If you’re uncomfortable with interviewing your perfect potential customers, I encourage you to find a way to get comfortable. 🙂 Trust me, it gets easier after you have the first couple of conversations. Or you could ask yourself these questions –
- Whom do you serve?
- What problem do you solve for those people? Or what opportunity do you open up for them?
- What is the prevailing wisdom – what do people normally think – about that problem or opportunity – and what is wrong with that?
- How are you different from what people normally think?
Here’s quick (and very simple) example:
Imagine that you work with women who are always exhausted. You know (but they may not) that they are likely suffering from chronic fatigue. The problem you solve is understanding and mitigating the root causes of chronic fatigue. The prevailing wisdom is “if I am so tired, I must need more sleep,” but YOU know that the issue is more apt to be caused by other factors like stress or diet – so getting more sleep is not going to fix the problem. You are different because you want to look at the WHOLE person – not just sleep patterns – to root out the causes and fix the issue once and for all.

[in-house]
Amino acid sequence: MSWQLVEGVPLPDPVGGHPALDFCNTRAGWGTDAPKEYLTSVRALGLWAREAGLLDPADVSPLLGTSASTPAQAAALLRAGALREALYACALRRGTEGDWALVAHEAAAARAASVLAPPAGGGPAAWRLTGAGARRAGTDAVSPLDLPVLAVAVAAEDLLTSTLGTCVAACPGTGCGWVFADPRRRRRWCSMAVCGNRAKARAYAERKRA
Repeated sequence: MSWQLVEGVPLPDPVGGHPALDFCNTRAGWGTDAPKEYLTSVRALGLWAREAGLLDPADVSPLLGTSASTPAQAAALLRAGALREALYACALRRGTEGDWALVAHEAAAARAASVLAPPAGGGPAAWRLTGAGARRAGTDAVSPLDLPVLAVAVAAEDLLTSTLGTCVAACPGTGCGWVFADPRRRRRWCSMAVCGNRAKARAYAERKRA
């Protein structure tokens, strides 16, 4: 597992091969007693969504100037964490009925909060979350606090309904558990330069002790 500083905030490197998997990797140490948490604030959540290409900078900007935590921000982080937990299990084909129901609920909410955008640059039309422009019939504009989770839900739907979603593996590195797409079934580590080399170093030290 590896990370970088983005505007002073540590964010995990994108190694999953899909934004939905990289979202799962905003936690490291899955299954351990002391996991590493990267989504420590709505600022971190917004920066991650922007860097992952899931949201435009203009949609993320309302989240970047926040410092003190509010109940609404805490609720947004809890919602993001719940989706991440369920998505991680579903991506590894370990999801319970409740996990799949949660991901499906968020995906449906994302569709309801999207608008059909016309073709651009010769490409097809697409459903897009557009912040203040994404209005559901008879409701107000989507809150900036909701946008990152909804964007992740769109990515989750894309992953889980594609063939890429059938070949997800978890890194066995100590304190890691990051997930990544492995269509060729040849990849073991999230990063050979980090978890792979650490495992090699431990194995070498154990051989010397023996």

See how that works?
Guesses -> Metrics
If you’re just starting out with creating content, you’ll have to start with some very educated guessing based on the answers you got from your perfect potential customers in those interviews, or from the answers you provided to yourself with the four questions above.
If, however, you’ve been putting content out there for a while, the first place to start is by looking at your metrics on that content. Which blog posts got the most readers? What downloadable files have had the most interest? Overall, what have the people on your list been telling you with their clicks, views, and form-fills?
We worked with one client who had made a big assumption that the people on their list were all interested in “business continuity,” so they wrote a lot of blog posts about business continuity. Okay – makes sense, since that’s a hot term in the IT world. But… their clients were not in the IT world, and, when we looked at their audience and what they’d been reading, clicking, and viewing – as well as the types of things they’d been downloading – anything to do with “business continuity” was WAYYY down on the list of things their audience was interested in. Based on those findings, the next step was to develop a brand new content plan that dealt with the things that were on TOP of the list – like keeping a business going after a natural disaster, insulating themselves against hackers, etc.
While you might have to start out by making some very educated guesses, over time your metrics will tell you what content is working for the people on your list. Listen to them. Watch what they click, view, and opt-in to receive. It’s the very best way to create content that provides value to the people who will ultimately buy from you.
What do you think?